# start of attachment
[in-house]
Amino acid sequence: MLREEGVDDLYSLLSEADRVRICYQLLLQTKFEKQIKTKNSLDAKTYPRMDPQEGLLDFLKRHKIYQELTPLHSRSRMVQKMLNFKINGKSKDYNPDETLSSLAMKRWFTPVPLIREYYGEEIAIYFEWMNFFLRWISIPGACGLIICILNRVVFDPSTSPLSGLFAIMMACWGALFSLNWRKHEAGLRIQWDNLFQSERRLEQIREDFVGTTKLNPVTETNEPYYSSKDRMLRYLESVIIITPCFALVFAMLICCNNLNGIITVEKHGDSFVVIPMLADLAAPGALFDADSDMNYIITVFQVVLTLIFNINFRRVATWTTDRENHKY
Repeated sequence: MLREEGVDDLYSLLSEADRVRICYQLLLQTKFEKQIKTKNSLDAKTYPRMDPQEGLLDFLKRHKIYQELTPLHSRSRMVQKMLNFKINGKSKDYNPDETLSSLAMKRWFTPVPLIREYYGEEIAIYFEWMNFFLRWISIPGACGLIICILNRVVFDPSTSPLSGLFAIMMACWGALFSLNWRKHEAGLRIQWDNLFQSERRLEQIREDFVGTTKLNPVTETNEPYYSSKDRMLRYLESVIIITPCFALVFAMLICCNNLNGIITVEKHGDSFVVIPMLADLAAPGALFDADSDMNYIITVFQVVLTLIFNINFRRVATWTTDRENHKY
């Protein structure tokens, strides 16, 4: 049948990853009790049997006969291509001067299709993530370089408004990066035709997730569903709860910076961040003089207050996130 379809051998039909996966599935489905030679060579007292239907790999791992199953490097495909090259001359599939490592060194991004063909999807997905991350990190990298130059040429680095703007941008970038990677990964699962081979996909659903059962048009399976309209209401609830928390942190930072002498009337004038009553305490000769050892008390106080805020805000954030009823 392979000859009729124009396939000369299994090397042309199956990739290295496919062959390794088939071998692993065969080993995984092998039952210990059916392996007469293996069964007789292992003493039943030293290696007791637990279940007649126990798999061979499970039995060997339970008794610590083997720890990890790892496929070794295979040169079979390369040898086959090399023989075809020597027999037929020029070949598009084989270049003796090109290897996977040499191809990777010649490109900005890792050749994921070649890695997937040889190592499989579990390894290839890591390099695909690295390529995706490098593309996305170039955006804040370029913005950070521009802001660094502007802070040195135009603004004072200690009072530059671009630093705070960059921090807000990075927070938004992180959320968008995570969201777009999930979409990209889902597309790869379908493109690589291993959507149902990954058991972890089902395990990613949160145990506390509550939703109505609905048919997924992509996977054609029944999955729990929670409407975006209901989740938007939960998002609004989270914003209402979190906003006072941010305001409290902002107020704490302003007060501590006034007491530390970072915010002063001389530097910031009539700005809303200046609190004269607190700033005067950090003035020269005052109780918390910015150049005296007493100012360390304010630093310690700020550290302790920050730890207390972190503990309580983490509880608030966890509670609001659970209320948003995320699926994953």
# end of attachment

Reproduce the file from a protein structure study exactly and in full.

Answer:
[in-house]
Amino acid sequence: MLREEGVDDLYSLLSEADRVRICYQLLLQTKFEKQIKTKNSLDAKTYPRMDPQEGLLDFLKRHKIYQELTPLHSRSRMVQKMLNFKINGKSKDYNPDETLSSLAMKRWFTPVPLIREYYGEEIAIYFEWMNFFLRWISIPGACGLIICILNRVVFDPSTSPLSGLFAIMMACWGALFSLNWRKHEAGLRIQWDNLFQSERRLEQIREDFVGTTKLNPVTETNEPYYSSKDRMLRYLESVIIITPCFALVFAMLICCNNLNGIITVEKHGDSFVVIPMLADLAAPGALFDADSDMNYIITVFQVVLTLIFNINFRRVATWTTDRENHKY
Repeated sequence: MLREEGVDDLYSLLSEADRVRICYQLLLQTKFEKQIKTKNSLDAKTYPRMDPQEGLLDFLKRHKIYQELTPLHSRSRMVQKMLNFKINGKSKDYNPDETLSSLAMKRWFTPVPLIREYYGEEIAIYFEWMNFFLRWISIPGACGLIICILNRVVFDPSTSPLSGLFAIMMACWGALFSLNWRKHEAGLRIQWDNLFQSERRLEQIREDFVGTTKLNPVTETNEPYYSSKDRMLRYLESVIIITPCFALVFAMLICCNNLNGIITVEKHGDSFVVIPMLADLAAPGALFDADSDMNYIITVFQVVLTLIFNINFRRVATWTTDRENHKY
């Protein structure tokens, strides 16, 4: 049948990853009790049997006969291509001067299709993530370089408004990066035709997730569903709860910076961040003089207050996130 379809051998039909996966599935489905030679060579007292239907790999791992199953490097495909090259001359599939490592060194991004063909999807997905991350990190990298130059040429680095703007941008970038990677990964699962081979996909659903059962048009399976309209209401609830928390942190930072002498009337004038009553305490000769050892008390106080805020805000954030009823 392979000859009729124009396939000369299994090397042309199956990739290295496919062959390794088939071998692993065969080993995984092998039952210990059916392996007469293996069964007789292992003493039943030293290696007791637990279940007649126990798999061979499970039995060997339970008794610590083997720890990890790892496929070794295979040169079979390369040898086959090399023989075809020597027999037929020029070949598009084989270049003796090109290897996977040499191809990777010649490109900005890792050749994921070649890695997937040889190592499989579990390894290839890591390099695909690295390529995706490098593309996305170039955006804040370029913005950070521009802001660094502007802070040195135009603004004072200690009072530059671009630093705070960059921090807000990075927070938004992180959320968008995570969201777009999930979409990209889902597309790869379908493109690589291993959507149902990954058991972890089902395990990613949160145990506390509550939703109505609905048919997924992509996977054609029944999955729990929670409407975006209901989740938007939960998002609004989270914003209402979190906003006072941010305001409290902002107020704490302003007060501590006034007491530390970072915010002063001389530097910031009539700005809303200046609190004269607190700033005067950090003035020269005052109780918390910015150049005296007493100012360390304010630093310690700020550290302790920050730890207390972190503990309580983490509880608030966890509670609001659970209320948003995320699926994953």